Ferebee had always regarded this one as a homebody. He knew she sometimes ventured into town but did not think she came this far. "We must be five or six blocks out of the park," he says. Which raises a whole bunch of questions: How did the collar get here, and how did it get buried? Is the doe's carcass buried, too? Could she have been hit by a car and removed by some other authority? Or did she slip the collar, which was designed to break away eventually, and return to the park?

And what are his chances of answering any of these questions? It's early February, which means the doe still has the grayish coat that deer display in winter. If he can spot her in the next month, he might recognize her by a bare patch around her neck where the collar rubbed the hair off. But soon she will grow the reddish-brown coat of summer, the neck hair will fill in, and the mystery of her fate will never be solved.

But even if he doesn't find her, one thing is clear: This deer had a more adventurous life than Ferebee had imagined.


When Ferebee first came to work in Rock Creek Park in 1991, it was a big deal to see even one white-tailed deer, the most common kind in North America. "You could go weeks without seeing one, and when you did see one, it was a significant thing," he says.

Joe Sutherland, a longtime resident of Chevy Chase, remembers when the Rock Creek deer started traveling into his neighborhood, eight or nine years ago, materializing in a yard or making their way down the street. He still enjoys their presence, the thrill of "seeing nature in the middle of the city."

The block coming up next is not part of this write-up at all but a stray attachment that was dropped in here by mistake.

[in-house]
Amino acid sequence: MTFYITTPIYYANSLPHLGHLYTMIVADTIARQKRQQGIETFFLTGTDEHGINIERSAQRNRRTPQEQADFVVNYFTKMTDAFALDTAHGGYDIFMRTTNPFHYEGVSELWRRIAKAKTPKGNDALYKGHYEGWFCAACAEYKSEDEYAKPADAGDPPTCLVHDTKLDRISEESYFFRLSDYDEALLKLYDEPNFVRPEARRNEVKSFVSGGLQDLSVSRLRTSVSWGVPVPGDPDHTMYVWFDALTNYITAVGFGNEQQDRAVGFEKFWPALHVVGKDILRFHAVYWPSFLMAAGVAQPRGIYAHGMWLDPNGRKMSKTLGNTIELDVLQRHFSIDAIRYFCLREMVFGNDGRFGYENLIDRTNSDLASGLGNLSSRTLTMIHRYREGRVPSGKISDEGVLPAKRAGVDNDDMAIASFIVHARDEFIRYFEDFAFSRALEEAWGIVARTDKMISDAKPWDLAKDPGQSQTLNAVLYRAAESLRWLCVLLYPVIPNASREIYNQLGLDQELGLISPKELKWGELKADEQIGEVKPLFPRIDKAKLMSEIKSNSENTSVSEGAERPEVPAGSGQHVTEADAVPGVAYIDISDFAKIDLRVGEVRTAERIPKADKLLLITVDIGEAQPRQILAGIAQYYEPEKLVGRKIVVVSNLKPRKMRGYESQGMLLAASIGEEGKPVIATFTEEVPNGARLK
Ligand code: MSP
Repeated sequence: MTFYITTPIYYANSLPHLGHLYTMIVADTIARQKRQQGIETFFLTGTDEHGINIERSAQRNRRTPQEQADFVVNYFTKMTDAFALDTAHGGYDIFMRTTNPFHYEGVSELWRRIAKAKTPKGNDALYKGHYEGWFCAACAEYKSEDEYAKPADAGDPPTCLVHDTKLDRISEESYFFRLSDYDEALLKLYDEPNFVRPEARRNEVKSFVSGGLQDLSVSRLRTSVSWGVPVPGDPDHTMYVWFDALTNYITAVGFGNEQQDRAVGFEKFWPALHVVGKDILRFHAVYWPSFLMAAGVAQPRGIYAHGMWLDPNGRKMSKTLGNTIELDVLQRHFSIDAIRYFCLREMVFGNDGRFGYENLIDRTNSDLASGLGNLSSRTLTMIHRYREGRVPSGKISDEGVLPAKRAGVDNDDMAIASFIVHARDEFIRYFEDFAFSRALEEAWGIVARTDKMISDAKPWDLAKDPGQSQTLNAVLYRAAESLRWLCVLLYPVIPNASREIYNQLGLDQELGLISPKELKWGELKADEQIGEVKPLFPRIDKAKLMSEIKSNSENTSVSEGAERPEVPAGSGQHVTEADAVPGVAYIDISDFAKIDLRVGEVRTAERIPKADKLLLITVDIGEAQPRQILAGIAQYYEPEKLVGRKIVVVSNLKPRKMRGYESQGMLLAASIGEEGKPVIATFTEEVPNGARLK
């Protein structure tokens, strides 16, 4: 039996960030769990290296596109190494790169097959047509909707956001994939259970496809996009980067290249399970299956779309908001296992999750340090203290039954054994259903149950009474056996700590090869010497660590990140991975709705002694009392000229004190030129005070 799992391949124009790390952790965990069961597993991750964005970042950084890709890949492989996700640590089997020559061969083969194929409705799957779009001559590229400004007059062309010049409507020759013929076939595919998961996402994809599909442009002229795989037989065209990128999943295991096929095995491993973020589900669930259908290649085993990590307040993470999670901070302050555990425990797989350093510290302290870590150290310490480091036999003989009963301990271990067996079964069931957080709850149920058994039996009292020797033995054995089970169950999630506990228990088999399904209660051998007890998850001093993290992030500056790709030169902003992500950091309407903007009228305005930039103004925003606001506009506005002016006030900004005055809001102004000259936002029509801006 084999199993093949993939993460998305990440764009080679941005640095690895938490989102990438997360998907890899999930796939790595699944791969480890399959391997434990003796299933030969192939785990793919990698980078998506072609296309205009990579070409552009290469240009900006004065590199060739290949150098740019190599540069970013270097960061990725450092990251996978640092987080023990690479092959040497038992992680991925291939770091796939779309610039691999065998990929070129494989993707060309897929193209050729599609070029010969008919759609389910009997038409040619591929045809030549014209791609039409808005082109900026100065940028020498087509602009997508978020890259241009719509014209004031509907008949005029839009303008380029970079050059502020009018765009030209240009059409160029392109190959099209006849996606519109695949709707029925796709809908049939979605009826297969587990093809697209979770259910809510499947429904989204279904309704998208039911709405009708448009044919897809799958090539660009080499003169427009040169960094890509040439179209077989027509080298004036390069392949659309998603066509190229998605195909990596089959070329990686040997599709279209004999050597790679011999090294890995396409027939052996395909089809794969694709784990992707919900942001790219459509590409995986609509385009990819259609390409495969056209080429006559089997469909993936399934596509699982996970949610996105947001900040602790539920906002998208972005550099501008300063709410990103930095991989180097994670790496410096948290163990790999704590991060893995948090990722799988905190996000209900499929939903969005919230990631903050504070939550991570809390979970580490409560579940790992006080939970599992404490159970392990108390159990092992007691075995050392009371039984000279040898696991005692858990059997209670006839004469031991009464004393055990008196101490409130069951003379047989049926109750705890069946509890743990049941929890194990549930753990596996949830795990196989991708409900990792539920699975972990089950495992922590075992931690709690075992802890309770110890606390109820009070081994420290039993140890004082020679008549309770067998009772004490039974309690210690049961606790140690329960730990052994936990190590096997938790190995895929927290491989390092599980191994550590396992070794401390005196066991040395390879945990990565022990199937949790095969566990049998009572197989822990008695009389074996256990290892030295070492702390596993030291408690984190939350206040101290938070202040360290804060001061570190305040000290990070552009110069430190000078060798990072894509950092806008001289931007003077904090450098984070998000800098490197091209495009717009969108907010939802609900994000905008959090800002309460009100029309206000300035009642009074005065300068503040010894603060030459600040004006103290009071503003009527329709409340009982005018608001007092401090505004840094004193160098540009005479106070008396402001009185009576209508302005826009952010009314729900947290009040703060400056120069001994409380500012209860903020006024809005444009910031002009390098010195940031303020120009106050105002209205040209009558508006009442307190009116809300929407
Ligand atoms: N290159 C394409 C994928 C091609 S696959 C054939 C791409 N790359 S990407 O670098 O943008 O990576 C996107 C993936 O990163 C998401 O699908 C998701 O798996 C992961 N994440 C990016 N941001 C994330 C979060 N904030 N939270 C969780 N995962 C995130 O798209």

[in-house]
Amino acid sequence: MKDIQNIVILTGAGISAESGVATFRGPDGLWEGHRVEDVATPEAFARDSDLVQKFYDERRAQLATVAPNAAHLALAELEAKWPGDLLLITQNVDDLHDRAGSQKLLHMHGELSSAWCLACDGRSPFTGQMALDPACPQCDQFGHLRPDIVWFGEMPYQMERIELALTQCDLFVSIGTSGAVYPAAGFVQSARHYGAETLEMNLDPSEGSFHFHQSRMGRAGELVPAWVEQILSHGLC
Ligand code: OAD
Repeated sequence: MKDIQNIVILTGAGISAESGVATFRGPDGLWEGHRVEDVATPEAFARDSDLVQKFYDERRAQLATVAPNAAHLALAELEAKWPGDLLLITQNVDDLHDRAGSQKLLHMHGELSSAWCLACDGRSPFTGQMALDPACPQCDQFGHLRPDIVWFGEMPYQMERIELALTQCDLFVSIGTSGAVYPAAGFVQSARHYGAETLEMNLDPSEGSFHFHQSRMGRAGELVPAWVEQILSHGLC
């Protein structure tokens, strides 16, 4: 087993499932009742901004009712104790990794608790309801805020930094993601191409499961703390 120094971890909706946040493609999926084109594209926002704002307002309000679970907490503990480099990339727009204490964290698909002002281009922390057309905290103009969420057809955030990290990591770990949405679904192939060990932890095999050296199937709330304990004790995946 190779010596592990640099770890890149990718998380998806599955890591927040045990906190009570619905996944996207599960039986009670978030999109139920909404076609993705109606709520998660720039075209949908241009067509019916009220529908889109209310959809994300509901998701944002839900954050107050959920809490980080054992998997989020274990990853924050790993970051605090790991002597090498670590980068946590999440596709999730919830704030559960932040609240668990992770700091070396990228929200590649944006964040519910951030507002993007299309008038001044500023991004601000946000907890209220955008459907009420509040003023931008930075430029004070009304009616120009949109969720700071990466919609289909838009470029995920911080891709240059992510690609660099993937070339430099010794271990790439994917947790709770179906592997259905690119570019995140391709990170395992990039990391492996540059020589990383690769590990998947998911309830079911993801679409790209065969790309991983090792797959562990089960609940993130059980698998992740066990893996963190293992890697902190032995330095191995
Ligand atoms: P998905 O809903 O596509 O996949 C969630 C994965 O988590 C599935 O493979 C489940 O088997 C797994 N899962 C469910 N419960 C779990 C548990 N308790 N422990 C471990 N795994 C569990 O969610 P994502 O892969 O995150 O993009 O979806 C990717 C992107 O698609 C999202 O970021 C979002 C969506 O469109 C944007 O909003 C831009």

Park officials write up observation cards when they spot noteworthy wildlife. Before the 1960s, Ferebee says, there were no recorded observations of deer in Rock Creek Park. There were a handful of observations in the 1960s and just over a dozen in the 1970s. Now, deer sightings are so routine, Ferebee says, that "we don't write deer up any more."

In 2000, park officials conducted their first deer census and counted about 50 per square mile. Recently, the number has fluctuated between 60 and 80 per square mile, or about 250 in the entire park.

The sharp rise in numbers isn't unique to Rock Creek. In all of Maryland, where deer once were hunted to the brink of extinction, the white-tailed deer population has nearly doubled in two decades, from 135,000 in 1988 to about 230,000 in 2007. In Virginia, white-tailed deer number about 1 million. Biologists estimate that an area's carrying capacity--the point at which the deer population is in balance with the habitat that sustains it -- is, at most, 20 deer per square mile. In parts of the metro area, there may be as many as 200 deer per square mile; at one point, Bull Run Regional Park in Centreville had an estimated 400 per square mile.